Nearly 30 people were shot in New York City on a single weekend in May. Citywide, shootings are up approximately 80% since the beginning of the year, and murders have increased more than 20%.
It is naive to think we can make the city safer by removing resources from the New York Police City Department. But it’s also true we can’t continue the current approach to fighting crime. Increasing police presence in high-crime areas is a critical component of responding to the violence affecting our city, but it is not a complete solution. We must confront this crime wave with specialized policing while also addressing the underlying social inequalities.
Some of my opponents in the race for mayor suggest a return to blunt-force tactics, such as stop-and-frisk, that perpetuated racial discrimination and stereotypes. In 2011, the peak of stop-and-frisk, police made 685,724 stops. Of those stopped, 87% were black or Latino, and 88% were innocent, according to an analysis of NYPD data from the New York Civil Liberties Union. The police are supposed to protect communities, not profile them.
Instead, the NYPD’s acute intelligence and investigative capabilities, which have resulted in record gun arrests—a 64% increase in February compared with the same time last year—should continue in communities facing runaway gun violence. We must also disrupt the influx of illegal guns and embed specially trained officers in the highest-crime areas to take on criminal networks.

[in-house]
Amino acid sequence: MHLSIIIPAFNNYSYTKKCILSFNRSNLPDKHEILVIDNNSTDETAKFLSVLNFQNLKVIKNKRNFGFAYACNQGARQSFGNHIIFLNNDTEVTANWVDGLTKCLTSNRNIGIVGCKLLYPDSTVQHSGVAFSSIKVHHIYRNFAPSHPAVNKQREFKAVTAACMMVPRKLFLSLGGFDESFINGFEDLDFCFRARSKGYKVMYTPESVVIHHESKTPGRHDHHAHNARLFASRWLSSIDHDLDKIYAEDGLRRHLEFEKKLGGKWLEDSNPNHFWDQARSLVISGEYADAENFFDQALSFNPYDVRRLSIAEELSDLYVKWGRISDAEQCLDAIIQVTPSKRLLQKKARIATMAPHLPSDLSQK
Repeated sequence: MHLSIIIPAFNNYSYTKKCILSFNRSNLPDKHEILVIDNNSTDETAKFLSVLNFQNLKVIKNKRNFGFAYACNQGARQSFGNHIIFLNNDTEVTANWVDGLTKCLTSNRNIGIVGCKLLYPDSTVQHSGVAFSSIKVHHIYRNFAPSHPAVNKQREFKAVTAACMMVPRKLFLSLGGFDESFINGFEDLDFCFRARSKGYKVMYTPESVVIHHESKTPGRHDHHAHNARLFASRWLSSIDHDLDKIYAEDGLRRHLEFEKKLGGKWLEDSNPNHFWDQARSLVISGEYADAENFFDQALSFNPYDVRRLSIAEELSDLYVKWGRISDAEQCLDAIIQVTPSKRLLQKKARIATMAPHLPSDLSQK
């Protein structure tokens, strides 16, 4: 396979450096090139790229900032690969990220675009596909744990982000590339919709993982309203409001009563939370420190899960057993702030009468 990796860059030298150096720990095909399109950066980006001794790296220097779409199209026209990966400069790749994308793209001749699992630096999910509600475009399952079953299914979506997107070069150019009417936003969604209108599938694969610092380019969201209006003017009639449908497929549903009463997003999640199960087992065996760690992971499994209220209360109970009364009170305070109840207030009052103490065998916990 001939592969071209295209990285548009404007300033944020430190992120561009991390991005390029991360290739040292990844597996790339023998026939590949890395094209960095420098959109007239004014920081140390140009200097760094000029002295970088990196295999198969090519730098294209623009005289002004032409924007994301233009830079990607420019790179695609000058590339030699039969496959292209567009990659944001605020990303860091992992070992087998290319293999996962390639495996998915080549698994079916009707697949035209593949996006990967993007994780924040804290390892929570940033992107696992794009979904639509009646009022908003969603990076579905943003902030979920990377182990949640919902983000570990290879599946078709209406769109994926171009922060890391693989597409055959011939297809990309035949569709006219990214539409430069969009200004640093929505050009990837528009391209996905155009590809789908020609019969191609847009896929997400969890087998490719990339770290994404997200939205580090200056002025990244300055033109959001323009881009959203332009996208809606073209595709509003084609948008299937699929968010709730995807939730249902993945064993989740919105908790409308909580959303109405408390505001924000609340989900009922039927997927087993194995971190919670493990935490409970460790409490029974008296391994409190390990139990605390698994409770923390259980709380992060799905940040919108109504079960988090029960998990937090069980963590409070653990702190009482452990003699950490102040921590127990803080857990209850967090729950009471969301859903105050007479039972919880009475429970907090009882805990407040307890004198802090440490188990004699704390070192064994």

Officers need better de-escalation training. Yet even the best-trained police officer shouldn’t be expected to handle situations that are really mental-health or substance-abuse crises. When someone calls 911 for those cases, the responding personnel should be equipped to deal with the situation effectively and nonviolently.
The NYPD’s emergency response teams, therefore, have to include social-service workers like therapists and addiction counselors, depending on the issue. This expansion should be paired with increased funding for violence-prevention programs to divert young people from criminal activity. Additionally, we should expand the use of New York state’s Kendra’s Law, which allows courts to mandate outpatient mental-health treatment for afflicted people..
Also, when defendants have a prior conviction for a violent crime or possession of an illegal firearm, or are actively facing felony charges, and are arrested with a loaded gun, they should be jailed until trial without exception.
Ultimately, we need to invest in our communities to prevent youth from becoming involved in criminal activity in the first place. That means high-quality schools and community centers in every neighborhood, as well as after-school programs and a paid summer internship for every high-schooler who wants one.
I’m confident we can curb the rise in violence and pull our city together. The next mayor must give priority to public safety and make our system the most effective and fair it’s ever been.
Mr. McGuire is a Democratic candidate for New York mayor.
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Appeared in the June 1, 2021, print edition.